Wednesday, January 25, 2017


2016's SILENCE is one of the most (quietly) bold films to come out of Hollywood in some time.  Master director Martin Scorsese oversees this lengthy, sometimes difficult to watch adaption of Shusaku Endo's 1966 novel which details the journey of two young Jesuit priests.  Upon receiving a letter describing the apostasy (renouncing of faith) of their mentor in Japan, Fathers Garupe and Rodrigues travel from Portugal to Nagaski in the 17th century to find him.

The film was a decades long passion for Scorsese, who grew up Catholic and had once sought the priesthood.  Catholicism has played a role in (arguably) every major Scorcese picture, most obviously in RAGING BULL, MEAN STREETS, and the ultra controversial LAST TEMPTATION OF CHRIST, which had moments that imagined how Jesus would act if he were human.   But I see such imagery even in lesser regarded works like BRINGING OUT THE DEAD and WHO'S THAT KNOCKING ON MY DOOR? too.  Its protagonists seeking redemption at every turn, their sometime bloodletting (and being bled upon) a sort of stigmata.

SILENCE spends its 2 and 1/2 plus hours slowly, painfully examining the cost of clinging to one's faith.  Rodrigues (Andrew Garfield, quite good under such a weighty role) and Garupe (Adama Driver, good but perhaps underused) travel the unfamiliar terrain, a source of comfort and peace to Christian villagers who welcome the sacraments.  The priests hold underground churches at night and feel blessed to be fulfilling what they believe is God's Will, to spread the gospel into a very foreign land.

Inevitably, inquisitors and dissenters (one bearing more than a likeness to Judas) will bring the missionaries' identities out of the shadows.  The Buddhist samarai know that martyring the priests only serves to inspire the faithful, so they (slowly) torture and kill the followers in their place.  Each soul is able to spare such a fate by denying their religion, by placing their feet on a crudely carved image of Christ on a plate.  Most cannot.  Horrible, gruesomely creative tortures await.  All the while, Rodrigues, later separated from Garupe, watches helplessly as he is imprisoned and repeatedly betrayed.  He is driven by unwavering devotion, and occasional appearances of an El Greco portrait of Christ.  Perhaps also by religious pride?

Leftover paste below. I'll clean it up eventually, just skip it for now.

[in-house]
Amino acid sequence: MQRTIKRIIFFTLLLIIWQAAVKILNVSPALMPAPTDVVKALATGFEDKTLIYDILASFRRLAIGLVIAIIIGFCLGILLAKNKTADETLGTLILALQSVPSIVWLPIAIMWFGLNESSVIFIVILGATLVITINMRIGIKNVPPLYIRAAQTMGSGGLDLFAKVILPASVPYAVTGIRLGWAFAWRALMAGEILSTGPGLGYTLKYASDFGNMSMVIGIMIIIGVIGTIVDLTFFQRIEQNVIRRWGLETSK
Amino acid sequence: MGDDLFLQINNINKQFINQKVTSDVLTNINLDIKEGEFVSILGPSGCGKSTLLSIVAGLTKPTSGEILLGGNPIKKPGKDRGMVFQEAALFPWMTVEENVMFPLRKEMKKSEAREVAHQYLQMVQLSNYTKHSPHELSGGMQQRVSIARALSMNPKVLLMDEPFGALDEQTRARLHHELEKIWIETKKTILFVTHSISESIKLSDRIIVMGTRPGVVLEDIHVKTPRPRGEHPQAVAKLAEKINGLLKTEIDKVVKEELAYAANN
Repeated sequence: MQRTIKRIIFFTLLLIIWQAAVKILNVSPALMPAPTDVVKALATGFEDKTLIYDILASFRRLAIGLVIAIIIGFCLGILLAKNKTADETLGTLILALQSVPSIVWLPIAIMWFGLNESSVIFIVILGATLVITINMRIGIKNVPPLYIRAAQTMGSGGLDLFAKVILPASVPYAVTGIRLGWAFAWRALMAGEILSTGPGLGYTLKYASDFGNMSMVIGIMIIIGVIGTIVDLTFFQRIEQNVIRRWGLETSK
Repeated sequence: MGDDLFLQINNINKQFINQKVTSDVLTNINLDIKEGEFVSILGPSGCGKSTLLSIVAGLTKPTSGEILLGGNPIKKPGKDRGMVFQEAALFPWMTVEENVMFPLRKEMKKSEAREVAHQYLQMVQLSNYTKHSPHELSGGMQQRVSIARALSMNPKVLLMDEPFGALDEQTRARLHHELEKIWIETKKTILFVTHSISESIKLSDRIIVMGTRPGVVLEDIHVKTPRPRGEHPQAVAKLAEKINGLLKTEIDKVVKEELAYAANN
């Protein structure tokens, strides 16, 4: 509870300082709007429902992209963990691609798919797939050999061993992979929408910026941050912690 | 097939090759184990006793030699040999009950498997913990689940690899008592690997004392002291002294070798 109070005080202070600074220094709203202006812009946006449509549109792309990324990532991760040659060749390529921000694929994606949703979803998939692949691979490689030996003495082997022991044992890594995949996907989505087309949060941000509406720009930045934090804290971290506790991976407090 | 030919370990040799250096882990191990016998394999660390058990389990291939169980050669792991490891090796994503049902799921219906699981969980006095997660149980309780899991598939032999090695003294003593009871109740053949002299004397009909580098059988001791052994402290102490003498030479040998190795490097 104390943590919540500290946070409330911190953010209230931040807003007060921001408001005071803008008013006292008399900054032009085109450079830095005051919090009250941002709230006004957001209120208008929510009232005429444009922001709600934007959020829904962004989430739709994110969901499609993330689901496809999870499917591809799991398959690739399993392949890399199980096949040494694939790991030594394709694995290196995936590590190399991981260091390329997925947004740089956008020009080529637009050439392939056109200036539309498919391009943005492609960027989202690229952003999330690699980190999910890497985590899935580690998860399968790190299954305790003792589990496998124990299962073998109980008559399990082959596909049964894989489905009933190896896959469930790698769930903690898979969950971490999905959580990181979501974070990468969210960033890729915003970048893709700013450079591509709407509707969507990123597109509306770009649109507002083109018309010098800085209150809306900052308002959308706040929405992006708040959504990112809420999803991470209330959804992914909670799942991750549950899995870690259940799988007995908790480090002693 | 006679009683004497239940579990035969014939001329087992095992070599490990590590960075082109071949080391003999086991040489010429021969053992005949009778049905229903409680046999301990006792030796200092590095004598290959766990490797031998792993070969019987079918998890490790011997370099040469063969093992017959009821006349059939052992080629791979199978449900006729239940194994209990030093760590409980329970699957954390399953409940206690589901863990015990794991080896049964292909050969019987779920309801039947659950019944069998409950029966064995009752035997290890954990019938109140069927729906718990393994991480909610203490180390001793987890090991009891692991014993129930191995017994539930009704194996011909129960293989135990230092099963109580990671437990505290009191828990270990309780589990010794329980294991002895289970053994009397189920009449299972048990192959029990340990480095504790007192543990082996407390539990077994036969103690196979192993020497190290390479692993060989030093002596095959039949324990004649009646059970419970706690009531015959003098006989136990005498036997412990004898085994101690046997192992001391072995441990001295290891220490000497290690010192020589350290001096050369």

"Helplessly"?  The governor and his court calmly remind Rodrigues that all of the suffering can end with a simple act,  a "formality" - stepping on the fumi-e.  It's almost a non-Christian correlate of the simplicity of asking Jesus into one's heart, to accept Christ.   Rodrigues agonizes, then agonizes some more. Is he clinging to Catholic ritual? Is he trying to become Jesus?  He sees be-headings and other grisly acts, desperately calling out to God.   He is not inspired or encouraged when he at last finds Father Cristovao (Liam Neeson).

Will the voice of God finally answer Rodrigues as he watches another ghastly bit of punishment doled out to steadfast Christians?  If the voice does come, is it really Divine, or just the priest's desperation?

SILENCE has been controversial among many Believers who feel that the film endorses, or at least tolerates the act of denying one's faith to save the lives of others.   The lives of others to which one friend of mine referred as mere "bodies".  To die is gain! What is there to be gained in a life that requires one to spit upon a crucifix? To tread on a holy image? To renounce faith publicly, even as the Bible instructs to confess Him before men? Even if one secretly holds Christ in his heart?

But what about faith being made perfect in weakness? Can Rodrigues be seen as humbling himself, casting away that aforementioned pride?  Many Christians won't see it that way.

Scorcese and co-writer Jay Cocks give patient viewers much to ponder (with Thelma Schoonmaker's measured editing, this is almost factored in).  Were those who are tortured worshipping Christ, or merely the padres who proclaim His name and take confessions? How would these followers define their faith? Would they have learned about Jesus and His salvation in their described "swamp" had the padres never arrived? That question could fuel a debate of the very idea of missions itself, how invading a land with a message that does not jive with the culture (and its long history) is inappropriate, disrespectful, even dangerous. Is the "Good News" just that? Were Cristovao and Rodrigues ultimately more like Jesus as they resigned to their fates, or just sell outs?

P.S.  The Academy has all but shut out SILENCE, with only a nomination for cinematography.   I've never been one to readily accept that there is a conspiracy against Christians (and Christian films, although most are complete dreck) in Hollywood, but for such an amazing, Scorcese directed film to be ignored certainly makes the case. 

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